New types of owners are bringing new kinds of business

Insight Comment
There’s no shortage of money available for investment in hotels. Just as significant is that the cash is coming from more different kinds of investor. The consequence is likely to be that managers of capital will be less likely to sit on the sidelines and more likely to sell up sooner than traditional institutional investors.

New types of investor, notably private equity funds, are bringing fundamental change to relationships between the owners and managers of hotels, delegates at the Annual Hospitality Conference (AHC) heard.

The new owners are much more interested in how a property is run than the archetypal traditional institution happy to buy an asset and hold it for the rental income for lengthy periods of time.

“New forms of capital are coming in.” As well as private equity players, Adela said family offices and local authorities are increasingly active,” Adela Cristea, vice president and head of business development in the UK and Ireland for Radisson Hotel Group, said.

As was discussed on the panel entitled ‘Development Strategies for the Post-Pandemic World,’ the influx is reshaping the nature of business dealings between owners and managers. New types of owners are more inclined to intervene.

“At the end of the day we have to do what is right for the landlord,” Lionel Benjamin, co-founder of AGO Hotels, said.

Newer types of investor may have a finite time horizon for divestment, which could create more disruption for managers and operators. Management contracts are unlikely to last as long. Twenty-five year contracts, said Lionel, were on the way out.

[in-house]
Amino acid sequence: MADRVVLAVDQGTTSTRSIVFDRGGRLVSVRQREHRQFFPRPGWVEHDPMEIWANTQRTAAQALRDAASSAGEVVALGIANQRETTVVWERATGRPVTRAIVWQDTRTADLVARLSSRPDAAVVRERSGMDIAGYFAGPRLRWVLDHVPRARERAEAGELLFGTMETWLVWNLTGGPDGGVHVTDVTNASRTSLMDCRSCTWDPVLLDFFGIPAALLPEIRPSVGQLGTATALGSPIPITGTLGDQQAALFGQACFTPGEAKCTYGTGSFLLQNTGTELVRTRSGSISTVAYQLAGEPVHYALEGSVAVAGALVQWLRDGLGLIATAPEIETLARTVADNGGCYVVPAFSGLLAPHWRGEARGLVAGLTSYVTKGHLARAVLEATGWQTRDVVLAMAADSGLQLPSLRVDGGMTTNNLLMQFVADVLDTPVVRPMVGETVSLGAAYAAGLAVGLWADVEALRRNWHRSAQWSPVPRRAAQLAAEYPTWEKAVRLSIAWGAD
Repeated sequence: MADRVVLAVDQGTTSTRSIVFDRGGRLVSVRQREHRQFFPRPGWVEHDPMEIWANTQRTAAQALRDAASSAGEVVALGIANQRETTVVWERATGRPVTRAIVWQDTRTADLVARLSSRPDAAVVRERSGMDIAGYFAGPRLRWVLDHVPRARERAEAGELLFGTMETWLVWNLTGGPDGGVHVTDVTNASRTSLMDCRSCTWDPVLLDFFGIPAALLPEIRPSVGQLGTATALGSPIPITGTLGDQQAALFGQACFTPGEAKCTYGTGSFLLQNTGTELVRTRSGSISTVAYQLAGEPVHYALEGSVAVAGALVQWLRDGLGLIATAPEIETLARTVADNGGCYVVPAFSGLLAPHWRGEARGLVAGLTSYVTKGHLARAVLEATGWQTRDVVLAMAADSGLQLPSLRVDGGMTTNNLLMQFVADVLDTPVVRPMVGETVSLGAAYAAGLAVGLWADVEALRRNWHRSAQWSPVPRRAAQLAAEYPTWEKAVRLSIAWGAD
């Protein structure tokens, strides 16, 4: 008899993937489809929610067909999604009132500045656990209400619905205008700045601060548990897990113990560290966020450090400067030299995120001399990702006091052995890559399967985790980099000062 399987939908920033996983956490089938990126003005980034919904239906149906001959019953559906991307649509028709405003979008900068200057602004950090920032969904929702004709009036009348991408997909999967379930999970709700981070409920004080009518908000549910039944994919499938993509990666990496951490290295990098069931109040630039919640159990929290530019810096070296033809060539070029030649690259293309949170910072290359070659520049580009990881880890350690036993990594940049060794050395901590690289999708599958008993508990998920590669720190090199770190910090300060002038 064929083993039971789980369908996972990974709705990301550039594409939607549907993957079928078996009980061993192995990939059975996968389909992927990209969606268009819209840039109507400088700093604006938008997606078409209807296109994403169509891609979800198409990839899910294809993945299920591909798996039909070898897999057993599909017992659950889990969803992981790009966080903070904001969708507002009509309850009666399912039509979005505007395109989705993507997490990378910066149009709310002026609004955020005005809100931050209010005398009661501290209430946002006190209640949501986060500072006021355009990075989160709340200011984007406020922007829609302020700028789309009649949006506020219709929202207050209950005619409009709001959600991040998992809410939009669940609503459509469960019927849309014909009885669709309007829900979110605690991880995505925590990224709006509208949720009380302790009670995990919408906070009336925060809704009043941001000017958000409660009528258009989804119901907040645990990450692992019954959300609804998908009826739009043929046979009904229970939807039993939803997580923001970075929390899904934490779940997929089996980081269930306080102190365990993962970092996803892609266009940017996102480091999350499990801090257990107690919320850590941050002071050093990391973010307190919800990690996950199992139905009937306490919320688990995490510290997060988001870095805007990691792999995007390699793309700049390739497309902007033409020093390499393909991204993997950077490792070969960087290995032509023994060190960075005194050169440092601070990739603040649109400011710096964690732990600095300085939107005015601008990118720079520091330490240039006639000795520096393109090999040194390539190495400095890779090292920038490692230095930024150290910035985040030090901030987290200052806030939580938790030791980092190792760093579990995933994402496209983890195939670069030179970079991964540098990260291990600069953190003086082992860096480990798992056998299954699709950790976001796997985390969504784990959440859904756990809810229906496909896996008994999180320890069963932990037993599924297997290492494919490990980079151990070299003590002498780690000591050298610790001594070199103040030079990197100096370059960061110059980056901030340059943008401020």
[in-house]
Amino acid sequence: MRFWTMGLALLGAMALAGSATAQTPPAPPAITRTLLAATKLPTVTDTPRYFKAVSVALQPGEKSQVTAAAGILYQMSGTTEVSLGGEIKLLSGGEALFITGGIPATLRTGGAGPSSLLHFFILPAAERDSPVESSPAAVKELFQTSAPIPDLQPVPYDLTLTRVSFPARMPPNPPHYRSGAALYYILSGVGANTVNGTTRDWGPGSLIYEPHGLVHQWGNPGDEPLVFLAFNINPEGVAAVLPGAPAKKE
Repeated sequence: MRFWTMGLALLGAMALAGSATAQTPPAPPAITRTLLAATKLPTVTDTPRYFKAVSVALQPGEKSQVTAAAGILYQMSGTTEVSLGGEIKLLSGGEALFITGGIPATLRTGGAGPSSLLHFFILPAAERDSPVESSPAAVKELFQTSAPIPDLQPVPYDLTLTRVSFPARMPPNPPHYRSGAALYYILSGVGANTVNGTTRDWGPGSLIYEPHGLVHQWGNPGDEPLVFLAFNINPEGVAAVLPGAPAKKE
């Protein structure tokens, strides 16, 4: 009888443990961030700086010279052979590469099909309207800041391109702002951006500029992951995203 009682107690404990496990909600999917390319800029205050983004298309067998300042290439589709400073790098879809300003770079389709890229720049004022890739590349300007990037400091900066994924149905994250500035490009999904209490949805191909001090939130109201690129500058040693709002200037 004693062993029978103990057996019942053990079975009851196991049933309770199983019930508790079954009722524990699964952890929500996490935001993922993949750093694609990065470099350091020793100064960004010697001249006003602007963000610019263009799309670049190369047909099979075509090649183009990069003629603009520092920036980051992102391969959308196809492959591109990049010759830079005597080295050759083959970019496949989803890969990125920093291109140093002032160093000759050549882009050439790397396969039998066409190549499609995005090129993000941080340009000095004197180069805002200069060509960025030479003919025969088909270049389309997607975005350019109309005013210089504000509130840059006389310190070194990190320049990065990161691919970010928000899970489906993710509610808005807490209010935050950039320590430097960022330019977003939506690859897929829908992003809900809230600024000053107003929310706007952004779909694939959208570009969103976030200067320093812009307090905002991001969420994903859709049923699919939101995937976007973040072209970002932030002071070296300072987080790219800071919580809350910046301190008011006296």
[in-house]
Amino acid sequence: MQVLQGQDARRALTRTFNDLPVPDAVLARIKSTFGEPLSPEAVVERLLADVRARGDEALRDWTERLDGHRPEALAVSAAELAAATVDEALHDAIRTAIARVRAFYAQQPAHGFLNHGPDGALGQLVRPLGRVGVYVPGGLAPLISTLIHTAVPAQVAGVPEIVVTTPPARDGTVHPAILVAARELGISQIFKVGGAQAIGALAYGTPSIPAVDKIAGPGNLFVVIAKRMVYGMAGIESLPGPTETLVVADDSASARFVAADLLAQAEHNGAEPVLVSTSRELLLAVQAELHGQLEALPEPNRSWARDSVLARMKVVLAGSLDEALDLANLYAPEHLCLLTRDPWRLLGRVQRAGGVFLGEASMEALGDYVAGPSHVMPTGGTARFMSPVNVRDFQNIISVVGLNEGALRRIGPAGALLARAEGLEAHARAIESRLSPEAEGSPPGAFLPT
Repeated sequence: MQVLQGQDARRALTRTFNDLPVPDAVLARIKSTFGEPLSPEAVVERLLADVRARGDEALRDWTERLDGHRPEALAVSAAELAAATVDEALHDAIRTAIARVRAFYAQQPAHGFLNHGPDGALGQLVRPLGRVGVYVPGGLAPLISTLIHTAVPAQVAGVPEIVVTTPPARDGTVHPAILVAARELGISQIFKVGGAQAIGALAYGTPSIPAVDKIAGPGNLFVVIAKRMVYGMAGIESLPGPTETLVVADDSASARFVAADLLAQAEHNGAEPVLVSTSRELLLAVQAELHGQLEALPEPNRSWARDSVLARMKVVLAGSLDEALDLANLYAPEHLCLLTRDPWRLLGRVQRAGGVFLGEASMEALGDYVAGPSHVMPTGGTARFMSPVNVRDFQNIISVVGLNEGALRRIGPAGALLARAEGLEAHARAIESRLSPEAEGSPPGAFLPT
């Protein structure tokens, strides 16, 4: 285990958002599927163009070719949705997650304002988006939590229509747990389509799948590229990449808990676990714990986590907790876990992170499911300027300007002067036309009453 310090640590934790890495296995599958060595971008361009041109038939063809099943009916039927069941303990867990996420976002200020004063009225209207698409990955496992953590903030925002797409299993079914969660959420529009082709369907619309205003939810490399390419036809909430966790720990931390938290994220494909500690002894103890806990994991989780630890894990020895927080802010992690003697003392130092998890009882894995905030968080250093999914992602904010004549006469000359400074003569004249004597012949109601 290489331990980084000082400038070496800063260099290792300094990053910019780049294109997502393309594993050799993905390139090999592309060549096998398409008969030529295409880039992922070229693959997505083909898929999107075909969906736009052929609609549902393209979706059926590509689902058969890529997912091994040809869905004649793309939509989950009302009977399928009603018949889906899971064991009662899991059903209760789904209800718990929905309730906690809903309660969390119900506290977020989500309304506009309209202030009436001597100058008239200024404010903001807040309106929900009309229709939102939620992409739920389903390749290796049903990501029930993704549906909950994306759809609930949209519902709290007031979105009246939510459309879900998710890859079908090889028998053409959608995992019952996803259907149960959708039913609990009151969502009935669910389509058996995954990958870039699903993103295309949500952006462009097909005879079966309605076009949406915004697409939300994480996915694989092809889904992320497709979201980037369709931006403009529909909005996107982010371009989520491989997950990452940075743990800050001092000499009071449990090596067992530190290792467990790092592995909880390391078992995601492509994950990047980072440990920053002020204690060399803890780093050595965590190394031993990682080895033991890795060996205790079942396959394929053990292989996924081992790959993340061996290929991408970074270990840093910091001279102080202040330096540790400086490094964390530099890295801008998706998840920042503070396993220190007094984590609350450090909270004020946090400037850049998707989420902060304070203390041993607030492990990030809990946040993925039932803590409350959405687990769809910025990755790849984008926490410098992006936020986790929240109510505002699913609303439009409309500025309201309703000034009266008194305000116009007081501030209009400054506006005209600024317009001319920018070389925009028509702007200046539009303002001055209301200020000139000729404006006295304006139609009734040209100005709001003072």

In short, owners are becoming much more interested in everything from the broad strategy and the day-to-day operations. One of the key reasons, delegates heard, is that the new kind of owners have different ambitions. 

Cristea has worked in hotel development and hotel consulting across EMEA for the past 20 years. She told the AHC that commercial property investors were being attracted to hotel properties in spite of the disastrous drop in revenues in the last couple of years. The reason, she said, is because the prospects are both promising and sustainable – unlike office and retail spaces.

The attractiveness of office space is being affected by pandemic-led popularity of working from home. High street retailers, meanwhile, are facing tougher and tougher competition from online rivals such as Amazon.

New kinds of investors are also bringing fresh eyes to the different parts of the hotel market. 

Tim Walton, who runs the development of Marriott’s brands across Western Europe, added to the theme about varying investor tastes by talking about how the market was segmented. 

In the UK, where London properties are often highly prized, he observed that opportunities outside London were being keenly targeted. Before Marriott, Walton worked in development with Le Meridien Hotels & Resorts and in consultancy with BDO.

Sam of Sonder made the point that owner-manager relationships are bound to be different if the deals are struck in different ways.

Barrell is director of real estate development at Sonder, a hospitality company which says it couples “beautiful design with seamlessly connected technology.” Sonder operates in more than 30 cities in eight countries and on three continents.